In its most common acceptation, the police signifies the administration of the municipal laws and regulations of a city or incorporated town or borough by a corps of administrative or executive officers, with the necessary magistrates for the immediate use of force in compelling obedience and punishing violation of the laws, as distinguished from judicial remedies by action, etc. The primary object of the police system is the prevention of crime and the pursuit of offenders; but itis also subservient to other purposes, such as the suppression of mendicancy, the preservation of order, the removal of obstructions and nuisances, and the enforcing of those local and general laws which relate to the public health, order, safety, and comfort. [Century Dictionary, 1895] More
We’re dealing with merchant law
Addendum – Pronunciation not important, actually
Whether I say ‘policy’ or ‘po-lease’ is actually irrelevant, because what is important is simply knowing that police enforce statutes and policies of the mer-chants in their mer-chant system (which used to be on the shores) and now is far inland. The british counter-part to IRS is called In-land Revenue. And revenue is to change venues, re-venue, likely falsely changing the venue for earnings from the land to their fictitious port area, where they have jurisdiction.
- UNITED STATES is a Federal corporation, says U.S. Code, Title 28
- Living in the Private – Thy Consent
- Everything from the corporate governments is an offer because corporations can only contract with corporations
- Practice speaking in the private.
- Definition of person does not say ‘man’. ATF Code of Federal Regs; and all crimes are commercial
- Be a simple man. Take the words at face value. Police is pronounced poilcy. U.S. is not U.S.ofA. Persons is not people.
- How to deal with police officers (not police men)
- Review these slides
- Read this,
- review this diagram of US vs USofA,
- read these six PDFs,
- watch Richard McDonald's seminar intro
- learn to speak like a simple man
- If this site ever goes down, the archive is on the wayback machine.
2 comments on “Of course, the policy officers policy by consent (‘the police officers police by consent’). Video.”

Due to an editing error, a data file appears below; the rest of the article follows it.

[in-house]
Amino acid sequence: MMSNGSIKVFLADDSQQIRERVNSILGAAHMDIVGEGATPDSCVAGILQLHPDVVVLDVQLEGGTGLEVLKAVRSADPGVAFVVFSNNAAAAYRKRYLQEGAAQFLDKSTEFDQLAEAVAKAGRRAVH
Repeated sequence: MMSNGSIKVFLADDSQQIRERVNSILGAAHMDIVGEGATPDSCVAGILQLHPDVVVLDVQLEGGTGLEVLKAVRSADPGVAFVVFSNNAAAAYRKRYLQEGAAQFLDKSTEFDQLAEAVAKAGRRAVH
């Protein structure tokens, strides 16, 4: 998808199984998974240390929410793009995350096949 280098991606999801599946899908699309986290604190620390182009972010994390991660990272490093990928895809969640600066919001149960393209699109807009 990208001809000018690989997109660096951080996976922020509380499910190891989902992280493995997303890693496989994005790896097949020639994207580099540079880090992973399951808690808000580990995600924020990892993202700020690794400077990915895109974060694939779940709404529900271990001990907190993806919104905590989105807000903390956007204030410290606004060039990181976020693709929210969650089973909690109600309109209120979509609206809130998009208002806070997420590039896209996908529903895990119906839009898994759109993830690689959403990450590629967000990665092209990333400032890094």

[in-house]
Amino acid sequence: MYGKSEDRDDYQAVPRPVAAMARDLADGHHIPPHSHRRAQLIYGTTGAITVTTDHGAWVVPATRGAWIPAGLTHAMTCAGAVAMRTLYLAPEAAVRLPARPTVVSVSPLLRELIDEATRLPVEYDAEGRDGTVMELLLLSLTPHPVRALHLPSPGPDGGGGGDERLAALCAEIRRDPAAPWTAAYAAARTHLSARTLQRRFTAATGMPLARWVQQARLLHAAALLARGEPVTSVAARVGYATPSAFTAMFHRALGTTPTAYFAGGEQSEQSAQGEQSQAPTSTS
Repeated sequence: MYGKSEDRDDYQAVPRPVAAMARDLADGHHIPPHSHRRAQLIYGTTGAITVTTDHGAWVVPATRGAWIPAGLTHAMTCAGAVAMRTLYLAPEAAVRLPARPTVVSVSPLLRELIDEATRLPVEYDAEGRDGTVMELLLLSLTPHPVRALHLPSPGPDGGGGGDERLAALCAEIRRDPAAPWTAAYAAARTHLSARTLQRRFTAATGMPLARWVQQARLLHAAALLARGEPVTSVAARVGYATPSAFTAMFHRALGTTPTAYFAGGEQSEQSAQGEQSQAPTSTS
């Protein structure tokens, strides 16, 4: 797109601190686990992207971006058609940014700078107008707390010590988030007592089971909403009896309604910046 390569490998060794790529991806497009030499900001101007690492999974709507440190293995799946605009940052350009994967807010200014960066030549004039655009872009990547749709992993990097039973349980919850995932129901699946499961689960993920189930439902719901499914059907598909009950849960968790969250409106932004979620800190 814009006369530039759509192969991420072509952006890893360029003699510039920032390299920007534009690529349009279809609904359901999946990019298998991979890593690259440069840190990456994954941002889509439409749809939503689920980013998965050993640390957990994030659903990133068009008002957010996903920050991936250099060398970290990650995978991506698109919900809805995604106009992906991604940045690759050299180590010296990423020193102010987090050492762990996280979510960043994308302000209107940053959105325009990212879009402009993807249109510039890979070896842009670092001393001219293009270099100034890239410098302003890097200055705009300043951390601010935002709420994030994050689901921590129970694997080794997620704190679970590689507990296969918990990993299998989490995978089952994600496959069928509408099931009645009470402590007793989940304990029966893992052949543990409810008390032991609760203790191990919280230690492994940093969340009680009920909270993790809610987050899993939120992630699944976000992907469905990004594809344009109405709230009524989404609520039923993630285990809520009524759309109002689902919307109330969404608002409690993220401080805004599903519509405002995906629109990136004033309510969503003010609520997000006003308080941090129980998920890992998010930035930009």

Such crap you put out. I used to rave sbout your know
Such crapOla. I used to rave about this site and how much knowledge this website disseminated that really resonated with me. However after seeing your inane comments your remarks about the pronunciation of police as policy I have really lost any faith in what you write. So going by your own remarks any word ending in ICE is pronounced as if it ends in Y. Let’s take some for instances, how about avarice that would be pronounced avaricy, how about just ice that would be icy how about nice that would be nicy, how about notice that would be according to you noticy.I rest my case.
Appreciate thy comment and the many pronunciation examples. i don’t think all words ending in ICE are pronounced icy but i still think police is spelling and pronunciation deception. An etymology page, i just found, about ‘police’ begins by stating it comes from the French word policy. The page also it has a maritime reference in that “the first force so-named in England was the Marine Police, set up 1798 to protect merchandise at the Port of London.” This latter point shows the merchants with their merchant law had the ‘policy’ men enforce their terms at their ports. Again, i appreciate thy comment.
I would also add that the word police may simply be a French word, like crepe, and the correct pronunciation is to say it as policé (with an accent on the end). Like the city of Nice in France.